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Technology turns to compassion in Game Changer Challenge

Robots to help students with sensory disorders and a drone to detect landmines in war-torn countries are two winning ideas from this year’s Game Changer Challenge.

Alstonville Public School students

Champions…the winning team from Alstonville Public School.

Alstonville Public School and Elizabeth Macarthur High School have taken out the titles of primary and secondary school 2019 Game Changer Challenge champions.

Around 180 primary and secondary public school students and their teachers, from as far west as Broken Hill and north to Kingscliff, near the Queensland border, were brought to Sydney for the three-day Game Changer Challenge where they were asked to find a solution to the Challenge question, How might we humanise technology?

Across the event the Alstonville Public School team developed a robot known as the EM.B.U.D (Empathy Bot You Deserve) for students with sensory disorders and those who are non-verbal.

The robot could be carried like a backpack, have extendable arms that could hug its owner, be able to gauge the owner’s mood and have squishy ears that students could squeeze “and a wave of calm would come over them”, the team said in its five-minute pitch.

Elizabeth Macarthur High School developed a drone to identify landmines in war-torn countries, known as the PAPO Project (Pull a Pin Out).

The human-operated drone includes a 360-degree camera, a robotic arm, solar panels, and is built using plastic found in oceans. The students presented a prototype of the robotic arm which would be used to safely remove the pin in landmines.

A total of 18 public school finalists delivered their pitches to an industry panel that included NSW Department of Education Secretary Mark Scott, University of Sydney robotics expert Dr Viorela Ila and Google for Education country program manager Brent Sarver.

Mr Scott commended all the Game Changers for their “great ideas and great energy”.

“I congratulate all of the participants for really strong pitches and big and bold ideas,” he said.

“They have put in a lot of work over the past three days and the students have shown great insight into the challenges people face."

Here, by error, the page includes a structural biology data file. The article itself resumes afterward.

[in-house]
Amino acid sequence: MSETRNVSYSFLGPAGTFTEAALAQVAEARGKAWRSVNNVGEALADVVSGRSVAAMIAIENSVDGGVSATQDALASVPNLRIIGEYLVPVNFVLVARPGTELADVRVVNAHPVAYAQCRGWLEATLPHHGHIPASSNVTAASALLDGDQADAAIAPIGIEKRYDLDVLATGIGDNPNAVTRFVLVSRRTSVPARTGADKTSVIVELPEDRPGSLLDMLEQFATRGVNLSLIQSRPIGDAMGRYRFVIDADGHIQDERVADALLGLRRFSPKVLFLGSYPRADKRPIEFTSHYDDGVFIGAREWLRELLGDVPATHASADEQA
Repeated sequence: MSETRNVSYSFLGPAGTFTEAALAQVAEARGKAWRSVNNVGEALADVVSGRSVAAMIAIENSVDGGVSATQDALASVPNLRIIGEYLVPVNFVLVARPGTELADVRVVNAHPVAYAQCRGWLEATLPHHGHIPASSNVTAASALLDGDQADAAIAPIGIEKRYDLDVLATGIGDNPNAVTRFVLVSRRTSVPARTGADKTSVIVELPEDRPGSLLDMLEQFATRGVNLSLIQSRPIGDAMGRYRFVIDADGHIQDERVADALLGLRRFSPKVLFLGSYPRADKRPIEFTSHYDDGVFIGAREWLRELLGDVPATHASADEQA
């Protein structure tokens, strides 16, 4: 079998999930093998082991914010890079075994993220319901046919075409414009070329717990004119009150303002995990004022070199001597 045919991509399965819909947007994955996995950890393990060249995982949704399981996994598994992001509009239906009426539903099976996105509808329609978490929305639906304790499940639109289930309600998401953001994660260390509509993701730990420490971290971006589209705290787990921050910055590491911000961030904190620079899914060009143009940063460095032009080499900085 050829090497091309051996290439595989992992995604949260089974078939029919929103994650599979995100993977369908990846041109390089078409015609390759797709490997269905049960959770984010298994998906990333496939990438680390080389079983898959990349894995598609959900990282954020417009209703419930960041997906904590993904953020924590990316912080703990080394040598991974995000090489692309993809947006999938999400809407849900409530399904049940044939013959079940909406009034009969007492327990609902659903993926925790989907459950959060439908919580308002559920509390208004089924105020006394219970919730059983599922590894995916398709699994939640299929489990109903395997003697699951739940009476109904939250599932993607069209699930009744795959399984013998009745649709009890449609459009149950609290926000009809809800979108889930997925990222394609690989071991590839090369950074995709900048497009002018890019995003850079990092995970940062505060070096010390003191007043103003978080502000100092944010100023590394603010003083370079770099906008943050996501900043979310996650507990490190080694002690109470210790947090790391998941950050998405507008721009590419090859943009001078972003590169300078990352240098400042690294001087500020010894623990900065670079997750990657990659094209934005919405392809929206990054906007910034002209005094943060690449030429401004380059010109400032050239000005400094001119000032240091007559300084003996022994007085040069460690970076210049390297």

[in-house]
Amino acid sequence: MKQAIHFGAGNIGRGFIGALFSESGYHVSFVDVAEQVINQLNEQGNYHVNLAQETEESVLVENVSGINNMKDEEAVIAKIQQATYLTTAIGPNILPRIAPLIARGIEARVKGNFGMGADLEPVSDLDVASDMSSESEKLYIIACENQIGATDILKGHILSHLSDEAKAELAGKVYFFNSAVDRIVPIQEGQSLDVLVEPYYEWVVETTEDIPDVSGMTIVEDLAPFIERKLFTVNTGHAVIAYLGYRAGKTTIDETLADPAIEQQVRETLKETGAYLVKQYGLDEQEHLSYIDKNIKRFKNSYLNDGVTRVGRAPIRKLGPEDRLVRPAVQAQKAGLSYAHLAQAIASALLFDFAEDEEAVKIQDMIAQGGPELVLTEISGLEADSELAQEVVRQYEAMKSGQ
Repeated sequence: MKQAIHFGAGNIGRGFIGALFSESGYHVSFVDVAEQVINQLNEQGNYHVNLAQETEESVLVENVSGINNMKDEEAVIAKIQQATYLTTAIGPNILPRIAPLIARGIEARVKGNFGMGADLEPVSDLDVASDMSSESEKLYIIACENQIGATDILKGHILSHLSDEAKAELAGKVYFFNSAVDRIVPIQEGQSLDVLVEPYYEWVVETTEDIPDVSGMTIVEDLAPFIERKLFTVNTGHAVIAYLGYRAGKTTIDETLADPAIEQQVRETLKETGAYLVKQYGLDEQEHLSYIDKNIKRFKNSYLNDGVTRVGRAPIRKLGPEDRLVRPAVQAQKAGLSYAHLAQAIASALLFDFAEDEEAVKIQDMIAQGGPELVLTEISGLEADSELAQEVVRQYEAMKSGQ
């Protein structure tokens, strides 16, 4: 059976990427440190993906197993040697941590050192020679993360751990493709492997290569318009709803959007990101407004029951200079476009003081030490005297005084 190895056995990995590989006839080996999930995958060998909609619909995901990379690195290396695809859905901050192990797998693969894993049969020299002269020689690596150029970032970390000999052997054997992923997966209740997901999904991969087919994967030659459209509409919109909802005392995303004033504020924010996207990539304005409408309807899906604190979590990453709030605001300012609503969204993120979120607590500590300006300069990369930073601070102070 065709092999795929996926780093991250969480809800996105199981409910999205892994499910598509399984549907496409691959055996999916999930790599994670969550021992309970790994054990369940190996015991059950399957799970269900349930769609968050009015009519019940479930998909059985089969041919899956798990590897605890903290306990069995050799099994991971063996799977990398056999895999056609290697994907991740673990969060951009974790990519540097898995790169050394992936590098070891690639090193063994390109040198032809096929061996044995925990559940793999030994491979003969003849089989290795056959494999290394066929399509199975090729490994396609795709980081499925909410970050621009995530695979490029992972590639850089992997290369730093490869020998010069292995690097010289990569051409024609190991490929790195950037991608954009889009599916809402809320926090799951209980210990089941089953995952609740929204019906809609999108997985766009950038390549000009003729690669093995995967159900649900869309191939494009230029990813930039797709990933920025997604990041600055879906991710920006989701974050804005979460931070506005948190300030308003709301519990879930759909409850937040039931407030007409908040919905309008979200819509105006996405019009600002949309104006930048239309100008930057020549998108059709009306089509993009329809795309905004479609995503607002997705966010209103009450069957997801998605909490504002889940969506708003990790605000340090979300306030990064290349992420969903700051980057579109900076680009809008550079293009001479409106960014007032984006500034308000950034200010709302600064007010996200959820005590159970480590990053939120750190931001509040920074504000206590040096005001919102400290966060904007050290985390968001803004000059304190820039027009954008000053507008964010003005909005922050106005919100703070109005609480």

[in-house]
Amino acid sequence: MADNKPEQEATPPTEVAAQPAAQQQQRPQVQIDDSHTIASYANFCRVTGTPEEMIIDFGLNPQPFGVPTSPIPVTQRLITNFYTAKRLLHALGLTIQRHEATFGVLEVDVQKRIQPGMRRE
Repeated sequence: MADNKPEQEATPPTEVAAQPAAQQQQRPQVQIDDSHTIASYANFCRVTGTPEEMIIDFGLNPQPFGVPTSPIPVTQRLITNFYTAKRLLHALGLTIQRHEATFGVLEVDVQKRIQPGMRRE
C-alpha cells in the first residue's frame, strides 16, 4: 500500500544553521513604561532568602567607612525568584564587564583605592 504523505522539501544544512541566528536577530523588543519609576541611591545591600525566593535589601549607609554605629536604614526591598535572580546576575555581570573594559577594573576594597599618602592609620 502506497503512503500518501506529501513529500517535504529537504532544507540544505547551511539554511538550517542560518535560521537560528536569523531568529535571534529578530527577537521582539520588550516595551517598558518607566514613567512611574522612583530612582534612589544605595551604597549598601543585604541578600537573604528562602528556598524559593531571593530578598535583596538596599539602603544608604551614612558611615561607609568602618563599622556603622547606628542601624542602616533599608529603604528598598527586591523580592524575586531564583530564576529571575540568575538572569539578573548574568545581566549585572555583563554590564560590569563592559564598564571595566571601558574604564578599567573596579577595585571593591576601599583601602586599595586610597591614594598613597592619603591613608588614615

students from elizabeth macarthur highThe winning secondary team from Elizabeth Macarthur High School.

The primary school People’s Choice award went to Cudgegong Valley Public School in Mudgee for its artificial intelligence disaster data distributor (AIDDD), which collects local data during natural disasters and ‘triaged in the cloud’ to determine whether to send further medical support to the area.

Lake Munmorah High School and the Sydney Children’s Hospital School tied in the secondary school’s People’s Choice award for their ideas on an anti-cyberbullying app and ‘Dr H.O.W.’ (Hospital on Wheels) to deliver cost-effective specialist medical treatment to people in rural and remote areas.

Other ideas presented across the two pitch sessions included Power 2 People, a democracy app to connect young people in virtual communities directly to decision-makers such as politicians; and an uber-style bus to physically connect people in rural areas.

Environmental issues, especially helping deal with the drought, saw students conceive mesh parachutes filled with water pellets and an artificial intelligence farming system to monitor and improve soil quality. The impact of rubbish and pollution were tackled by several schools using robots and virtual reality tours to explain the impact of the rubbish route.

The Game Changer Challenge is an initiative of the NSW Department of Education in collaboration with Google for Education. It was also supported by the University of Sydney, Microsoft, Adobe, Modern Teaching Aids, KPMG and OfficeMax.

For the first time the Challenge will be also be taken to regional NSW, with a Game Changer Challenge in Dubbo on Friday, August 9, attended by 100 students and teachers from north-western NSW.

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